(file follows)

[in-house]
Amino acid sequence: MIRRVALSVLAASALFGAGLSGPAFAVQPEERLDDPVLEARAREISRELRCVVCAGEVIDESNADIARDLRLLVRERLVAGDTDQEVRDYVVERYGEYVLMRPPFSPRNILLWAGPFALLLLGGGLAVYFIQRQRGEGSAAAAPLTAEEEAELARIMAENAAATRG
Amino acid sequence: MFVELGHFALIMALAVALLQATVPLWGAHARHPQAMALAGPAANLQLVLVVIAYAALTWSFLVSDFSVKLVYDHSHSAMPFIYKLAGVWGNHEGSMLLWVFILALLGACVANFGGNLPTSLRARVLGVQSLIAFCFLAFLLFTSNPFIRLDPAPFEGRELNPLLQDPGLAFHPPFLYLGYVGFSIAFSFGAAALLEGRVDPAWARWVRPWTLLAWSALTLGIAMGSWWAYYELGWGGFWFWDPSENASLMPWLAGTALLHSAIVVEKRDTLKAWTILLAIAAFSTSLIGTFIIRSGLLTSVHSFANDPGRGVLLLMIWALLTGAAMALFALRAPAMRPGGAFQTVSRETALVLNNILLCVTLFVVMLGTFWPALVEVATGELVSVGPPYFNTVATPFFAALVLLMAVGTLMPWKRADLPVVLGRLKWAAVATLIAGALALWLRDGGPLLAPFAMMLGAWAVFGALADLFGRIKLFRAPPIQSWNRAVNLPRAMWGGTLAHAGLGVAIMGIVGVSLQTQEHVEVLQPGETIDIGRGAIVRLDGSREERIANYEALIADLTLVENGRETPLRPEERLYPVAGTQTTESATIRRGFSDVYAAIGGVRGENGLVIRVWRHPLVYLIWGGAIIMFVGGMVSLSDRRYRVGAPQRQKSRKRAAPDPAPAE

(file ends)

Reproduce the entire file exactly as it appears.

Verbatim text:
[in-house]
Amino acid sequence: MIRRVALSVLAASALFGAGLSGPAFAVQPEERLDDPVLEARAREISRELRCVVCAGEVIDESNADIARDLRLLVRERLVAGDTDQEVRDYVVERYGEYVLMRPPFSPRNILLWAGPFALLLLGGGLAVYFIQRQRGEGSAAAAPLTAEEEAELARIMAENAAATRG
Amino acid sequence: MFVELGHFALIMALAVALLQATVPLWGAHARHPQAMALAGPAANLQLVLVVIAYAALTWSFLVSDFSVKLVYDHSHSAMPFIYKLAGVWGNHEGSMLLWVFILALLGACVANFGGNLPTSLRARVLGVQSLIAFCFLAFLLFTSNPFIRLDPAPFEGRELNPLLQDPGLAFHPPFLYLGYVGFSIAFSFGAAALLEGRVDPAWARWVRPWTLLAWSALTLGIAMGSWWAYYELGWGGFWFWDPSENASLMPWLAGTALLHSAIVVEKRDTLKAWTILLAIAAFSTSLIGTFIIRSGLLTSVHSFANDPGRGVLLLMIWALLTGAAMALFALRAPAMRPGGAFQTVSRETALVLNNILLCVTLFVVMLGTFWPALVEVATGELVSVGPPYFNTVATPFFAALVLLMAVGTLMPWKRADLPVVLGRLKWAAVATLIAGALALWLRDGGPLLAPFAMMLGAWAVFGALADLFGRIKLFRAPPIQSWNRAVNLPRAMWGGTLAHAGLGVAIMGIVGVSLQTQEHVEVLQPGETIDIGRGAIVRLDGSREERIANYEALIADLTLVENGRETPLRPEERLYPVAGTQTTESATIRRGFSDVYAAIGGVRGENGLVIRVWRHPLVYLIWGGAIIMFVGGMVSLSDRRYRVGAPQRQKSRKRAAPDPAPAE